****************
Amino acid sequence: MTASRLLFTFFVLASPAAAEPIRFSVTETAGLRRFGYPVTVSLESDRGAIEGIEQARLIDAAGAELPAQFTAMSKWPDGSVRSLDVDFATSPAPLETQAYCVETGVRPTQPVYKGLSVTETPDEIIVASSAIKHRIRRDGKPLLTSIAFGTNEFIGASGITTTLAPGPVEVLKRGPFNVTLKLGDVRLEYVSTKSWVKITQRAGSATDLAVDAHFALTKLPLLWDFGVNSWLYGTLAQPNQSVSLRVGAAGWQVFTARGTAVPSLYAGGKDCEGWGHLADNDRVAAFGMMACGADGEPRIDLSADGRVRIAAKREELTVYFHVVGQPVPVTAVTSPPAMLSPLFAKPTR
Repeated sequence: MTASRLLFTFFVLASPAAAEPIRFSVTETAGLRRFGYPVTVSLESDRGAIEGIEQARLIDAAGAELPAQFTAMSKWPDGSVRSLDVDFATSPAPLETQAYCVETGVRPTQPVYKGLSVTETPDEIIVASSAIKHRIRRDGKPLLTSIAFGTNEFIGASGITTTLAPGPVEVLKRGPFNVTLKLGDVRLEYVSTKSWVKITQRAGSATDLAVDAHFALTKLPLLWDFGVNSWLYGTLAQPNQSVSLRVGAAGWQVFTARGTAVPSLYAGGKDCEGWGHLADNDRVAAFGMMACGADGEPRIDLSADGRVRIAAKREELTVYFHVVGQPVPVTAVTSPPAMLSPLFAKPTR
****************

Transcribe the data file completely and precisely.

Amino acid sequence: MTASRLLFTFFVLASPAAAEPIRFSVTETAGLRRFGYPVTVSLESDRGAIEGIEQARLIDAAGAELPAQFTAMSKWPDGSVRSLDVDFATSPAPLETQAYCVETGVRPTQPVYKGLSVTETPDEIIVASSAIKHRIRRDGKPLLTSIAFGTNEFIGASGITTTLAPGPVEVLKRGPFNVTLKLGDVRLEYVSTKSWVKITQRAGSATDLAVDAHFALTKLPLLWDFGVNSWLYGTLAQPNQSVSLRVGAAGWQVFTARGTAVPSLYAGGKDCEGWGHLADNDRVAAFGMMACGADGEPRIDLSADGRVRIAAKREELTVYFHVVGQPVPVTAVTSPPAMLSPLFAKPTR
Repeated sequence: MTASRLLFTFFVLASPAAAEPIRFSVTETAGLRRFGYPVTVSLESDRGAIEGIEQARLIDAAGAELPAQFTAMSKWPDGSVRSLDVDFATSPAPLETQAYCVETGVRPTQPVYKGLSVTETPDEIIVASSAIKHRIRRDGKPLLTSIAFGTNEFIGASGITTTLAPGPVEVLKRGPFNVTLKLGDVRLEYVSTKSWVKITQRAGSATDLAVDAHFALTKLPLLWDFGVNSWLYGTLAQPNQSVSLRVGAAGWQVFTARGTAVPSLYAGGKDCEGWGHLADNDRVAAFGMMACGADGEPRIDLSADGRVRIAAKREELTVYFHVVGQPVPVTAVTSPPAMLSPLFAKPTR